This week at San Rafael I observed three of my cooperating teacher’s classes, and realized even more so just how different a classroom in my Spanish school is different than the classrooms of previous classrooms I have observed in the United States. To begin, the students in the three different classes were 12, 13, and 14-years old respectively and all three classes were English language classes. One of the first differences I noticed was the way my cooperating teacher began class. Instead of a more formal introduction to class with a greeting and laid out objectives, my CT just told the students to quiet down and open their workbooks and then started going over some of the homework exercises. The classes were pretty well behaved and thus, followed directions pretty well with minimal side conversation. The whole class was spent going over homework exercises, doing other workbook exercises in class, and then going over those. Each of the three classes worked out of their workbook the whole time. Thus, the way my CT plans and delivers instruction is different from the more structured and varied activities I have seen in my previous classrooms. In addition, the materials in the classroom are different since the main material is a workbook and a chalkboard. In my opinion, the lack of materials is a challenge that my CT teacher faces. I am not quite sure about the financial grounds the school stands on, but it does not seem like money is plentiful, especially since Spain is in an economic crisis currently. Thus, the access to materials such as computers, different resources for lessons, materials available to students, etc., seems limited.
Moreover, the idea of discipline is definitely different from that in the United States. In most of my previous classrooms, my cooperating teachers used different techniques to maintain a disciplined classroom and to keep students on task such as moving around the classroom, calling on students to keep them focused, etc. The way of keeping students on task is a little different here in Spain is a little different. If a student is talking out of turn, the teacher will make a comment about how he/she could not possibly be doing the activity if he/she is using her mouth to talk like that. The student does not take this comment as a mean one, rather goes back to working because he/she knows the purpose of the comment is to keep him/her on task. However, to the outsider observing the classroom it can come off as a little cold. The teacher explained to me that because the students sit in groups as a result of the cooperative learning technique the school follows, the students can more easily get out of hand and thus it is necessary to make sure students stay on task and do not talk in class by calling them out for it.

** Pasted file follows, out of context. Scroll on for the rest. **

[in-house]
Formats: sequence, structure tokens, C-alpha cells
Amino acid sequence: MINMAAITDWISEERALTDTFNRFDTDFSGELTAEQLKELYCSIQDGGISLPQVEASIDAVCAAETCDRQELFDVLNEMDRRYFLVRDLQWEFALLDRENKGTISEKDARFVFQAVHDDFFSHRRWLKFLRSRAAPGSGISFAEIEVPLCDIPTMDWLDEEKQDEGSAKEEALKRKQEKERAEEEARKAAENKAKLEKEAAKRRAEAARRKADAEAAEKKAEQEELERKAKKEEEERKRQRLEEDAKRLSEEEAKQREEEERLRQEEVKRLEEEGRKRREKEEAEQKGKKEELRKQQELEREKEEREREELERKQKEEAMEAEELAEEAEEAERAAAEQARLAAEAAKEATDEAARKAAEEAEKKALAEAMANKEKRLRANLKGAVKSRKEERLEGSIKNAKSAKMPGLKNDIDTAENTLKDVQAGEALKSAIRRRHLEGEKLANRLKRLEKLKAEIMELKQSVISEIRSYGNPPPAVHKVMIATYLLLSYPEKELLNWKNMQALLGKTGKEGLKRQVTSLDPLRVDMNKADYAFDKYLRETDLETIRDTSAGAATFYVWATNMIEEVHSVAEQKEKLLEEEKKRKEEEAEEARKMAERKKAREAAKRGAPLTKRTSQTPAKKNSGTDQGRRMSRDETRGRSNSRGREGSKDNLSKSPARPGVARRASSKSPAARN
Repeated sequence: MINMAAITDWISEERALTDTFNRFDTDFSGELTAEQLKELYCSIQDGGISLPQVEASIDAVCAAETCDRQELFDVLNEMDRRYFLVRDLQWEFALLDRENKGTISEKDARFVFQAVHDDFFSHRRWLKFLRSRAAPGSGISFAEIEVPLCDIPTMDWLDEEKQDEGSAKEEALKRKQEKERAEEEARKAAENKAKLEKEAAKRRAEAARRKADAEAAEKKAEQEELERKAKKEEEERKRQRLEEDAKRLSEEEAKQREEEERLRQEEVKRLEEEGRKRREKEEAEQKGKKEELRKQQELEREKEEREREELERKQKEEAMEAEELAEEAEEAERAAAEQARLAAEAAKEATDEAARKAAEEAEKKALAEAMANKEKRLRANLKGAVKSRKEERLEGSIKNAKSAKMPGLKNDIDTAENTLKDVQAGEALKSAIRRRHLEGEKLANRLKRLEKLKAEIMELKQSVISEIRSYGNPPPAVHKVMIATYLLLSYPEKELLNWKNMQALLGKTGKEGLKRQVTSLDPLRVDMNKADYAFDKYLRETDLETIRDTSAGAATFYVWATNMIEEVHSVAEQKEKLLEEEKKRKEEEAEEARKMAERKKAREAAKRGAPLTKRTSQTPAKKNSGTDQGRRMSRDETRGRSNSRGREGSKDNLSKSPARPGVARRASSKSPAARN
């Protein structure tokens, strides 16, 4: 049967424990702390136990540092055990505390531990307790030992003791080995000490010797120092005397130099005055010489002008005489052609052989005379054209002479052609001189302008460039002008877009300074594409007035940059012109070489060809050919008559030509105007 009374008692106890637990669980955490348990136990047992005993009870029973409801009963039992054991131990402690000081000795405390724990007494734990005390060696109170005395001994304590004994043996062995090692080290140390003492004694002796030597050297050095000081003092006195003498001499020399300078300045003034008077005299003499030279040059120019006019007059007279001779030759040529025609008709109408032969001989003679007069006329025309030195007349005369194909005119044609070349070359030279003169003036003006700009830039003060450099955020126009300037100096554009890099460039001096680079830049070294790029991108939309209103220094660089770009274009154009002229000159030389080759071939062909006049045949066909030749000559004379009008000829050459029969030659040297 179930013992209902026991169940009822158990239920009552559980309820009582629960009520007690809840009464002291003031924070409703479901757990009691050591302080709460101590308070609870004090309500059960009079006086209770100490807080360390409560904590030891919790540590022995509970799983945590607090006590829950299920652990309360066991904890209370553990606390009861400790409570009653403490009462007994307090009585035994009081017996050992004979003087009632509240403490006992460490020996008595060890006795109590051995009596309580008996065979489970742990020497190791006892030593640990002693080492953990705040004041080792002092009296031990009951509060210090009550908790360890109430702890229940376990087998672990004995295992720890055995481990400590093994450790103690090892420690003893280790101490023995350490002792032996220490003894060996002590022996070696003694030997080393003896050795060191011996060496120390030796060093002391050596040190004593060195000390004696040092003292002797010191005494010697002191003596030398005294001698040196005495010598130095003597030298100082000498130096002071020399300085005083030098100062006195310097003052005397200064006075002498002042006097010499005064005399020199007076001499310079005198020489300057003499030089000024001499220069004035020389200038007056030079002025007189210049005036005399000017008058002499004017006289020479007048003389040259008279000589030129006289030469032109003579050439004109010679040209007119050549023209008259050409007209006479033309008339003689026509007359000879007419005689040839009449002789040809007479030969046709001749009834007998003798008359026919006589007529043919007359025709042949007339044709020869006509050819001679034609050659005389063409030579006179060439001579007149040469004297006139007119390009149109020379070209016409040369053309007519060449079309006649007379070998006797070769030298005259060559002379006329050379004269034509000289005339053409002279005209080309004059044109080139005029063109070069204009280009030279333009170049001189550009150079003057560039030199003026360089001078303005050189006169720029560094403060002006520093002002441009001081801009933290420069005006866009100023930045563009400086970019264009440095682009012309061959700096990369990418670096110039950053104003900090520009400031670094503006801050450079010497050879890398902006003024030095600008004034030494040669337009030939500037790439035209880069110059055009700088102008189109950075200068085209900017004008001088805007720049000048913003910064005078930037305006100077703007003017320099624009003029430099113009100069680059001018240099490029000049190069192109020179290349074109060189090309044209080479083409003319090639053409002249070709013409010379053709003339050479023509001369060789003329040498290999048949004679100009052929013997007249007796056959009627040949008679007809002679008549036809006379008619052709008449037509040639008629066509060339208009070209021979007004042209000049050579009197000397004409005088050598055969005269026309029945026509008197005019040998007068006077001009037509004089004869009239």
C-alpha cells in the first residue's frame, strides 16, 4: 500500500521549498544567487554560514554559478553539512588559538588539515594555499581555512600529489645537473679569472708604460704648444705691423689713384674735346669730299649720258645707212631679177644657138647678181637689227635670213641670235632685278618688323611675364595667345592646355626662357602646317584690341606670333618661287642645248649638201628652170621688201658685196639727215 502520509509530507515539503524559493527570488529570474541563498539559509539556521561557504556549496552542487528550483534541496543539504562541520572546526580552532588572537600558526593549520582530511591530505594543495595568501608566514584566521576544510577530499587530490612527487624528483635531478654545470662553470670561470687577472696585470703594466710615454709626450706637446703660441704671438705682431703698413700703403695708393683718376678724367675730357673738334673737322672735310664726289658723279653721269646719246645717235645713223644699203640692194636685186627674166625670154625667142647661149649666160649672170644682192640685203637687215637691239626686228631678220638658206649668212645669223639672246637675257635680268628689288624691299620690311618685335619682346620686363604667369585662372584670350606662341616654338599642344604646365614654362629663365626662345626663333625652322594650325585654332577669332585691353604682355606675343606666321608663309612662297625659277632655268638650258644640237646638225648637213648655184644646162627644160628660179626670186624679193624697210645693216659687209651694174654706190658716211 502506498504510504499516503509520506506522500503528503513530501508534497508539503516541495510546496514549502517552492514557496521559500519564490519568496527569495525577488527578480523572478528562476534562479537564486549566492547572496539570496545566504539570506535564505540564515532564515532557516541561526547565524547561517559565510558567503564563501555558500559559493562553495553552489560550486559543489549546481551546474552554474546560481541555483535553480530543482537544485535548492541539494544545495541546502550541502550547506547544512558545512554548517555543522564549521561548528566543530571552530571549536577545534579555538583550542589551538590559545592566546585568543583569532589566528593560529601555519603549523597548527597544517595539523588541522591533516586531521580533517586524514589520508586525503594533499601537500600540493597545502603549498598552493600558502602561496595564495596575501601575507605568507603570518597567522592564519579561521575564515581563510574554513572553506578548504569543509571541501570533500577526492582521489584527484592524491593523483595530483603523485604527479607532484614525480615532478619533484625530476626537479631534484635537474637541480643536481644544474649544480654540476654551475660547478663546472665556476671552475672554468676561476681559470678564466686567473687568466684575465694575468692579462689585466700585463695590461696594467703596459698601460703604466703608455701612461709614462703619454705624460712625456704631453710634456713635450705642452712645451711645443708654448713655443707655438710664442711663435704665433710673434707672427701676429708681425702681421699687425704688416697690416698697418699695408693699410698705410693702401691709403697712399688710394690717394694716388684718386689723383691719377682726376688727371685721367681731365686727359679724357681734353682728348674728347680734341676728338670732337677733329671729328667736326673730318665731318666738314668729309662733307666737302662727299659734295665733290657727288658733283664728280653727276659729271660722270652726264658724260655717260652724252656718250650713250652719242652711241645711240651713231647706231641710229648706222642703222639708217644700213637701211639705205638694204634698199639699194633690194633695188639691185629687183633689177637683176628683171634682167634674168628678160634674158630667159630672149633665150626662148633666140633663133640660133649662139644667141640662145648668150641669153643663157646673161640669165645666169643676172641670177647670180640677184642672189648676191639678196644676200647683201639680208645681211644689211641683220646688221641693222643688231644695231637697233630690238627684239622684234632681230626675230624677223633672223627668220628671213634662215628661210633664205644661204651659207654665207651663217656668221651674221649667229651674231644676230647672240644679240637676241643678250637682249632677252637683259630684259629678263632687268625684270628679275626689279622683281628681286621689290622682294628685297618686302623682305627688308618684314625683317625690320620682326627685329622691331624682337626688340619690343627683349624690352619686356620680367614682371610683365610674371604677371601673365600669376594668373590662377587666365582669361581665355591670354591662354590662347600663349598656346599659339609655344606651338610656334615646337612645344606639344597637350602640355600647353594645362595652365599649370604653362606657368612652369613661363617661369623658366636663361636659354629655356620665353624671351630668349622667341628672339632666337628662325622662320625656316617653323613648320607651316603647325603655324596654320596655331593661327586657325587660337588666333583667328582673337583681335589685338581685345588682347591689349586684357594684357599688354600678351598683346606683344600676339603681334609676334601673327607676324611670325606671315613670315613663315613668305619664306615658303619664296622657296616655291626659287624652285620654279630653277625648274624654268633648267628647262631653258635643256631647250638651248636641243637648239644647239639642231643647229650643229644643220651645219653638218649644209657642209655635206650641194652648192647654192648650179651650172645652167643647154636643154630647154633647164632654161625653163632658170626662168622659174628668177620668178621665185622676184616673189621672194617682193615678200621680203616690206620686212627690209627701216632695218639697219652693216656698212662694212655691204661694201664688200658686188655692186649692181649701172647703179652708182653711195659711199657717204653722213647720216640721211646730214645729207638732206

Another difference that I have mentioned in previous posts is the different attitude about grades and testing. Since there is not as an emphasized value placed on tests, the lessons are not as finely tuned or geared toward achieving a purpose. This attitude also affects the environment of the classroom. To me it seems less stressed about learning for a test and more about learning to learn. Participation in the class is very good and students are eager to answer questions if they know the answer. All in all, observing a class at San Rafael is definitely an eye-opening experience and very different from an American classroom.